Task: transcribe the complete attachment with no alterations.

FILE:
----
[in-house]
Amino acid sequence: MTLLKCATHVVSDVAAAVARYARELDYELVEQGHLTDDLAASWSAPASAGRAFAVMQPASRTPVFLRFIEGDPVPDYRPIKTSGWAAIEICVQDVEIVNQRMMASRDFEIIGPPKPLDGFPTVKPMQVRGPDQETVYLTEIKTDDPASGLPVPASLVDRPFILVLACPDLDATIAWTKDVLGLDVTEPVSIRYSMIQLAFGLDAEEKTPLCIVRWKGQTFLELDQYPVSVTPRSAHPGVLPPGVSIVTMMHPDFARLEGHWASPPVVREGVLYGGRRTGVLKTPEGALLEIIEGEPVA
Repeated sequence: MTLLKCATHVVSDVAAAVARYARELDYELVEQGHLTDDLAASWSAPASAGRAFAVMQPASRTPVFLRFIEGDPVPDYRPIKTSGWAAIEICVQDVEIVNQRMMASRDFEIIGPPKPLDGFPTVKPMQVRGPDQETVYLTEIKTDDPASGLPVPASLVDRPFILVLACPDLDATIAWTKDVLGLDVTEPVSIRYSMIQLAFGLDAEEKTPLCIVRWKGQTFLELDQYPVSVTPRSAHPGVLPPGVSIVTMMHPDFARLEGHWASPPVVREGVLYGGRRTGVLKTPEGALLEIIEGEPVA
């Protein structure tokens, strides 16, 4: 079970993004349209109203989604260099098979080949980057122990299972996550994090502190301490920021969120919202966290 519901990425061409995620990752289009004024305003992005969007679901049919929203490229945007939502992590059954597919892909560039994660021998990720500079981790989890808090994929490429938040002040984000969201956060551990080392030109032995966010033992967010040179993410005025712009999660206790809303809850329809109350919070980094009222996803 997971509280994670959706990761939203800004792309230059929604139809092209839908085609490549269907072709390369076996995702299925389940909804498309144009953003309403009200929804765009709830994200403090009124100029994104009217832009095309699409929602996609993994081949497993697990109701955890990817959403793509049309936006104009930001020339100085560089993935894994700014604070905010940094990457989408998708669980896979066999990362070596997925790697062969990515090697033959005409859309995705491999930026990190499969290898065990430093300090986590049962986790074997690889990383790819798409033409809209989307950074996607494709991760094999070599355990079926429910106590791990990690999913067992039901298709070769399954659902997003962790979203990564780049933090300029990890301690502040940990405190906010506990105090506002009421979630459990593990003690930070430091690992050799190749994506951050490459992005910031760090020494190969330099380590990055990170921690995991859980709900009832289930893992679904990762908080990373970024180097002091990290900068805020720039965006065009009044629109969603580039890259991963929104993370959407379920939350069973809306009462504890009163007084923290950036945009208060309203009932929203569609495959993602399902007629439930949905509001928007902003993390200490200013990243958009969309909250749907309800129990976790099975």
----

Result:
[in-house]
Amino acid sequence: MTLLKCATHVVSDVAAAVARYARELDYELVEQGHLTDDLAASWSAPASAGRAFAVMQPASRTPVFLRFIEGDPVPDYRPIKTSGWAAIEICVQDVEIVNQRMMASRDFEIIGPPKPLDGFPTVKPMQVRGPDQETVYLTEIKTDDPASGLPVPASLVDRPFILVLACPDLDATIAWTKDVLGLDVTEPVSIRYSMIQLAFGLDAEEKTPLCIVRWKGQTFLELDQYPVSVTPRSAHPGVLPPGVSIVTMMHPDFARLEGHWASPPVVREGVLYGGRRTGVLKTPEGALLEIIEGEPVA
Repeated sequence: MTLLKCATHVVSDVAAAVARYARELDYELVEQGHLTDDLAASWSAPASAGRAFAVMQPASRTPVFLRFIEGDPVPDYRPIKTSGWAAIEICVQDVEIVNQRMMASRDFEIIGPPKPLDGFPTVKPMQVRGPDQETVYLTEIKTDDPASGLPVPASLVDRPFILVLACPDLDATIAWTKDVLGLDVTEPVSIRYSMIQLAFGLDAEEKTPLCIVRWKGQTFLELDQYPVSVTPRSAHPGVLPPGVSIVTMMHPDFARLEGHWASPPVVREGVLYGGRRTGVLKTPEGALLEIIEGEPVA
């Protein structure tokens, strides 16, 4: 079970993004349209109203989604260099098979080949980057122990299972996550994090502190301490920021969120919202966290 519901990425061409995620990752289009004024305003992005969007679901049919929203490229945007939502992590059954597919892909560039994660021998990720500079981790989890808090994929490429938040002040984000969201956060551990080392030109032995966010033992967010040179993410005025712009999660206790809303809850329809109350919070980094009222996803 997971509280994670959706990761939203800004792309230059929604139809092209839908085609490549269907072709390369076996995702299925389940909804498309144009953003309403009200929804765009709830994200403090009124100029994104009217832009095309699409929602996609993994081949497993697990109701955890990817959403793509049309936006104009930001020339100085560089993935894994700014604070905010940094990457989408998708669980896979066999990362070596997925790697062969990515090697033959005409859309995705491999930026990190499969290898065990430093300090986590049962986790074997690889990383790819798409033409809209989307950074996607494709991760094999070599355990079926429910106590791990990690999913067992039901298709070769399954659902997003962790979203990564780049933090300029990890301690502040940990405190906010506990105090506002009421979630459990593990003690930070430091690992050799190749994506951050490459992005910031760090020494190969330099380590990055990170921690995991859980709900009832289930893992679904990762908080990373970024180097002091990290900068805020720039965006065009009044629109969603580039890259991963929104993370959407379920939350069973809306009462504890009163007084923290950036945009208060309203009932929203569609495959993602399902007629439930949905509001928007902003993390200490200013990243958009969309909250749907309800129990976790099975």